Federal Tax Update – June 2020
In Hewitt v. Commissioner, TC Memo 2020-89, the Tax Court held that a donation of a conservation easement did not give rise to a charitable deduction because the deed failed to allocate to the donee a share of proceeds in the event of disposition of the property following any judicial extinguishment of the easement.
In Plateau Holdings LLC v. Commissioner, TC Memo 2020-93, Lumpkin One Five Six, LLC v. Commissioner, TC Memo 2020-94, and Lumpkin HC LLC v. Commissioner, TC Memo 2020-95, the Tax Court disallowed charitable easements when any post-extinguishment proceeds to the charity would not be applied to the full price but would be minus any increase in value due to improvements.
In Johnson v. Commissioner, TC Memo 2020-79, the Tax Court found a donated conservation easement of all but five acres at a ranch to be a value about midway between that claimed by the taxpayer and that asserted by IRS.
In News Release 2020-130, IRS offered to settle syndicated conservation easement cases by allowing out of pocket acquisition costs and imposing a 10-20 percent penalty on the excess write off.
RETIREMENT AND ESTATE PLANNING
In Estate of Bolles v. Commissioner, TC Memo 2020-71, the Tax Court found that 23 years of transfers between a mother and son were initially loans but became gifts in the year in which repayment could no longer be expected.
In Notice 2020-51, IRS permitted any taxpayer who received a required minimum distribution in 2020 (including 2020 distributions on account of 2019 for individuals turning 70½ in 2019) to roll over the distribution into the same account or another until August 31, 2020.
In Letter Ruling 202023007, IRS waived the 60-day rollover rule where the financial institution trustee had resigned as IRA custodian but the resignation letter went to an old address.
Public Law 116-142, the Paycheck Protection Flexibility Act, reverses prior law and permits recipients of forgiven PPP loans to defer the payment of certain payroll taxes as otherwise permitted under the CARES Act.
In Kroner v. Commissioner, TC Memo 2020-73, the Tax Court found that a transfer of almost $26 million between individuals involved in multiple business relationships was income to the transferee and not a gift; the alleged donor did not testify at trial.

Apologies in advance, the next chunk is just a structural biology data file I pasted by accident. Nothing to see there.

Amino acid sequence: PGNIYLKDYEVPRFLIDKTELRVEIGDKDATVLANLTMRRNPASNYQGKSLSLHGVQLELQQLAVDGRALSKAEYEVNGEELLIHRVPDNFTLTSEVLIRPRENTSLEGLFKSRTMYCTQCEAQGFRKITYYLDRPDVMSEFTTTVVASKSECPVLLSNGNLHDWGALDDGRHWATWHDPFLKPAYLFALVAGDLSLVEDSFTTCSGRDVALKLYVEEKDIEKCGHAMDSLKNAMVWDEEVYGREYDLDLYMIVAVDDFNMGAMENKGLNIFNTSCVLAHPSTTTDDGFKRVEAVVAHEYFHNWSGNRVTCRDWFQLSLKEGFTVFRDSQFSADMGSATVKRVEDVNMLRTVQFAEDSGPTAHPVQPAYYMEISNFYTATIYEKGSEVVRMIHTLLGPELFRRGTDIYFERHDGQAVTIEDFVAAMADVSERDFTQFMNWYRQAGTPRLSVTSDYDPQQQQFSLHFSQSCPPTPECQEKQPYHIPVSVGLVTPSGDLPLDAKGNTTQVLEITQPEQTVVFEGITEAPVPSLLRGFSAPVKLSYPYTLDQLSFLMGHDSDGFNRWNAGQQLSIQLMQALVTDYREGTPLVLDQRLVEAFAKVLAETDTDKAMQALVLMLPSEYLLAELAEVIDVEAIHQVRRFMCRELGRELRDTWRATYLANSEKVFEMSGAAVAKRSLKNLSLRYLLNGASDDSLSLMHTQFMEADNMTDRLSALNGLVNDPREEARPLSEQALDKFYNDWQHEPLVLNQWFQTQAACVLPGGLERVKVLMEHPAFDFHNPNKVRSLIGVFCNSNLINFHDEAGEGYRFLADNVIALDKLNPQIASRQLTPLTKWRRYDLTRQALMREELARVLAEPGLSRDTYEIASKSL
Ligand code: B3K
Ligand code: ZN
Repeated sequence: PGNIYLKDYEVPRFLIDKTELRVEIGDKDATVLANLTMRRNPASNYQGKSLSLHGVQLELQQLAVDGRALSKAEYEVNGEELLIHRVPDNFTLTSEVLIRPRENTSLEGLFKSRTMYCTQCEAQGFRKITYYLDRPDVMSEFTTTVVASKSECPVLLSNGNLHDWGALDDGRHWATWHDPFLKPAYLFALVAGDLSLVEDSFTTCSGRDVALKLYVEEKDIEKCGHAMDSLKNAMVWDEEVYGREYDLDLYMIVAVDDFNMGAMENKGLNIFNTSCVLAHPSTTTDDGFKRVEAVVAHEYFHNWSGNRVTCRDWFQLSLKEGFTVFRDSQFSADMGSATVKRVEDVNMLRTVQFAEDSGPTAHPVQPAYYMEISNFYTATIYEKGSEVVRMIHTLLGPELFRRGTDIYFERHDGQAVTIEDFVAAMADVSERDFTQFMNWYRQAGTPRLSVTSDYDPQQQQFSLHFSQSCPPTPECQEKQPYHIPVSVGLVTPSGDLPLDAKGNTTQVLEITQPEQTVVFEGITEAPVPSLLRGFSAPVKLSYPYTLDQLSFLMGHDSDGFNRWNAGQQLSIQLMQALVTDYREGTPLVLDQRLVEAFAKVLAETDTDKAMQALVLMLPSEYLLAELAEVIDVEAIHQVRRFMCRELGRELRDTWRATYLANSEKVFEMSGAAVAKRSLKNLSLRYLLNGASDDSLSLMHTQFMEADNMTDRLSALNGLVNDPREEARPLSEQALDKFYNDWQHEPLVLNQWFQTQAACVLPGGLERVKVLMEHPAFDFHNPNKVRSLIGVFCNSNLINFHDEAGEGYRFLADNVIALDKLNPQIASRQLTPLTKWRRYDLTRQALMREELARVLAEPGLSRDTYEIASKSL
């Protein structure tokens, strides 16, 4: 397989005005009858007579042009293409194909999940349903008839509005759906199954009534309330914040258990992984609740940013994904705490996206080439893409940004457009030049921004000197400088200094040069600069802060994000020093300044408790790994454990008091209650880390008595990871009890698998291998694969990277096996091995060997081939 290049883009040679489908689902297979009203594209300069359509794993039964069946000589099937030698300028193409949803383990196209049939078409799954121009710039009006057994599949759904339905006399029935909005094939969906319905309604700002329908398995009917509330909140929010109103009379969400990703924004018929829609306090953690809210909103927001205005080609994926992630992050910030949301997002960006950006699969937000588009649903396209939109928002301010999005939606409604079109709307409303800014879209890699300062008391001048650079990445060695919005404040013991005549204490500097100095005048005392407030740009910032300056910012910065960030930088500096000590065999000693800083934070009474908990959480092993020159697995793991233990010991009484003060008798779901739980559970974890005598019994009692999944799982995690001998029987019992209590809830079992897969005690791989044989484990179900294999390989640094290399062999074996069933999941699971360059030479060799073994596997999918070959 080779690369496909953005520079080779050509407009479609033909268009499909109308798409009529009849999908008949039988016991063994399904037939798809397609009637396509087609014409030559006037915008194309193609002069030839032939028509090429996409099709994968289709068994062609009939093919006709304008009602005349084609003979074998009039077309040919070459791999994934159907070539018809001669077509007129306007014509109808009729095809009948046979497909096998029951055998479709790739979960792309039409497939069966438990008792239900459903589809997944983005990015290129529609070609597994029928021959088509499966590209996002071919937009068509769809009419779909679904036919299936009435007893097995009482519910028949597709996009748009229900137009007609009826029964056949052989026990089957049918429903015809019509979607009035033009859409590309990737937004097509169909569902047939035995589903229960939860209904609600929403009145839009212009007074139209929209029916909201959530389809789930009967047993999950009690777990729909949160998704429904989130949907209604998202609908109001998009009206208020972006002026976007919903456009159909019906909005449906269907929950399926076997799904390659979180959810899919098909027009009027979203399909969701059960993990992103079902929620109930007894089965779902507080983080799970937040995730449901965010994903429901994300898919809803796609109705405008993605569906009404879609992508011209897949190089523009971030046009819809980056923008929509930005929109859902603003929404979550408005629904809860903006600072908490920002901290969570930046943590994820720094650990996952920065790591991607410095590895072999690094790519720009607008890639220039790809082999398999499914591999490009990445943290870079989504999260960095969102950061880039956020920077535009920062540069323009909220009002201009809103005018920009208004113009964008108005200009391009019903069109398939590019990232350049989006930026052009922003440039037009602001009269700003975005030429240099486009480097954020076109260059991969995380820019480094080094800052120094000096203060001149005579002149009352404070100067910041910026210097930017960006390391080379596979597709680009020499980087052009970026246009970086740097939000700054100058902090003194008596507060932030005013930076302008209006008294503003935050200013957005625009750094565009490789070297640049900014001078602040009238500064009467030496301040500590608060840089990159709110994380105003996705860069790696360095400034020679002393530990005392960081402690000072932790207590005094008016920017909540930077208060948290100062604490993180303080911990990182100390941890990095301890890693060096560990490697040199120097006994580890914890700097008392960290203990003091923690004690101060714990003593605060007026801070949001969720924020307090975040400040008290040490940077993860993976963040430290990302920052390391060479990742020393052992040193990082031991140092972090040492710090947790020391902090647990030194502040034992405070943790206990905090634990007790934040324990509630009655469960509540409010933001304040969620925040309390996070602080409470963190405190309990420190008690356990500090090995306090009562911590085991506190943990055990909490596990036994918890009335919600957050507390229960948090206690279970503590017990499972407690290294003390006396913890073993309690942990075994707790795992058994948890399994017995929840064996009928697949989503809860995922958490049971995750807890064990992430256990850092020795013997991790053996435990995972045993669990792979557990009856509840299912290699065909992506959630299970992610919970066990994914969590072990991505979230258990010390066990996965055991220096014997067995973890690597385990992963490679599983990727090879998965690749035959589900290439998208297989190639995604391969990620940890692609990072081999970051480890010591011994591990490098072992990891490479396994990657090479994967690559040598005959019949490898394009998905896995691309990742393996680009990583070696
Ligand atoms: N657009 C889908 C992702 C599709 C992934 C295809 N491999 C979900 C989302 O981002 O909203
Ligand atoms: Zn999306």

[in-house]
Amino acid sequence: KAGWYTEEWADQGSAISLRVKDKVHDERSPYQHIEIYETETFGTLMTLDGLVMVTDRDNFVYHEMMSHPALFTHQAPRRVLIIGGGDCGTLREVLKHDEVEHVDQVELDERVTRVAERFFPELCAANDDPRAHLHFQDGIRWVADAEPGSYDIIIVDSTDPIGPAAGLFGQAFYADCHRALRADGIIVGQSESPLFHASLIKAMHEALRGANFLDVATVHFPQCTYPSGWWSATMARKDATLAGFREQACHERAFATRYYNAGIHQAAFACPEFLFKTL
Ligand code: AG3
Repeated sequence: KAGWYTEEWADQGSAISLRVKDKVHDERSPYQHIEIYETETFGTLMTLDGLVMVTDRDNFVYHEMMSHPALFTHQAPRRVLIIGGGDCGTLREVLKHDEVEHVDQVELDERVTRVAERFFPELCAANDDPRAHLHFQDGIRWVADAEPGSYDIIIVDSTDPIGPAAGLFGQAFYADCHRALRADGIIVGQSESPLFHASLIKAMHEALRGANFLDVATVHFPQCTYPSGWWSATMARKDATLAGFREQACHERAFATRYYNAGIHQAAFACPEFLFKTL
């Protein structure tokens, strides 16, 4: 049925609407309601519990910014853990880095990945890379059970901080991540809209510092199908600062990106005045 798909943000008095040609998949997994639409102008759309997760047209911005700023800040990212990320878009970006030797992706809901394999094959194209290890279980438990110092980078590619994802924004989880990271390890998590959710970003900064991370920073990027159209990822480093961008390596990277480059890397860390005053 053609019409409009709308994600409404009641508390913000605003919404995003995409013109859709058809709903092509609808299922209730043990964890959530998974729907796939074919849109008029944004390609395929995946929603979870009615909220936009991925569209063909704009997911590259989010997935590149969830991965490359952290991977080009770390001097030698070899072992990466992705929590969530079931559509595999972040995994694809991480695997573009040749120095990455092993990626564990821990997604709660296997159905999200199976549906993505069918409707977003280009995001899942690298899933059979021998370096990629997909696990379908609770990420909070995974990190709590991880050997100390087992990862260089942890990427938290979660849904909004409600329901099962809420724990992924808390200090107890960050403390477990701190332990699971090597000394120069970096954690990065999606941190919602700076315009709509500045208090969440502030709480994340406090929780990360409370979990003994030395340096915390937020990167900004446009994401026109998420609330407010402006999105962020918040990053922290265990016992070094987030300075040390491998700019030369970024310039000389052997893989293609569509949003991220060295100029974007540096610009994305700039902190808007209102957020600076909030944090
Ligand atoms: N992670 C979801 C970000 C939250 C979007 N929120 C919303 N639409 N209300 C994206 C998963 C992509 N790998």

In Kechijian v. Commissioner, 125 AFTR2d 2020-________, the Fourth Circuit Court of Appeals agreed with the Tax Court that a taxpayer had to report about $41 million in compensation income when restrictions on stock expired, rejecting attempts by the taxpayer to avoid recognition by surrendering the newly vested shares in exchange for a promissory note.
In Bowers v. Commissioner, TC Summary Opinion 2020-17, the Tax Court disallowed most expenses of a husband-wife consulting business due to lack of substantiation including travel expenses of $9,500 mostly to attend a single conference where no records were produced.
In Brannan Sand & Gravel Co., LLC v. Commissioner, TC Memo 2020-76, the Tax Court disallowed a water rights easement granted to a state agency as Form 8283 had many omissions and the $200,000 valuation was done by an attorney based on his litigation of similar transactions.
In Sellers v. Commissioner, TC Memo 2020-84, the Tax Court found that a CPA with numerous businesses lacked adequate records to show sufficient basis in two of them and to show material participation in another, the Court rejecting unsigned contracts among other self-serving documents.
In Santos v. Commissioner, TC Memo 2020-88, the Tax Court found that a taxpayer’s cleaning business was akin to that of a dispatcher such that workers were independent contractors in that, when a service was sought, she would see who was available and the worker would provide her own supplies and transportation with the ability to utilize others to assist.
In United States v. De Forrest, 125 AFTR2d 2020-2355, a Nevada Federal District Court determined that failure to file an FBAR when required and signing a Form 1040 under penalty of perjury without declaring a foreign bank account is insufficient in and of itself to show willful failure to file FBAR reports.
In Organic Cannabis Foundation LLC v. Commissioner, 125 AFTR2d 2020-________, the Ninth Circuit Court of Appeals agreed with the Tax Court that two petitions were filed late inasmuch as they were sent on the next to last day by “FedEx First Overnight” which at the time was not an acceptable method of delivery (although it was added two weeks later) despite being akin to other FedEx options; it would have been delivered on the last day for filing but FedEx noted that the building was inaccessible at the time of delivery due to a “safety threat” and no subsequent attempt was made until delivery one day too late at 7:30 a.m.
In Strashny v. Commissioner, TC Memo 2020-82, the Tax Court determined that IRS properly rejected a taxpayer’s CDP appeal where they had significant investment assets that could be liquidated to pay the tax liability.
In Rogers v. Commissioner, TC Memo 2020-91, the Tax Court denied innocent spouse relief to a wife who continued to be married and live with her husband of 50 years, a tax attorney who had marketed sheltered investments, finding that she was well educated, intelligent and aware of his activity which resulted in over $8 million owed to IRS.
In Legal Advice issued by Field Attorneys 2020250, IRS found that an examination of a carryforward year of a net operating loss constituted a repetitious audit when an examination of the loss year sustained that the activity of operating a vineyard was carried on for profit.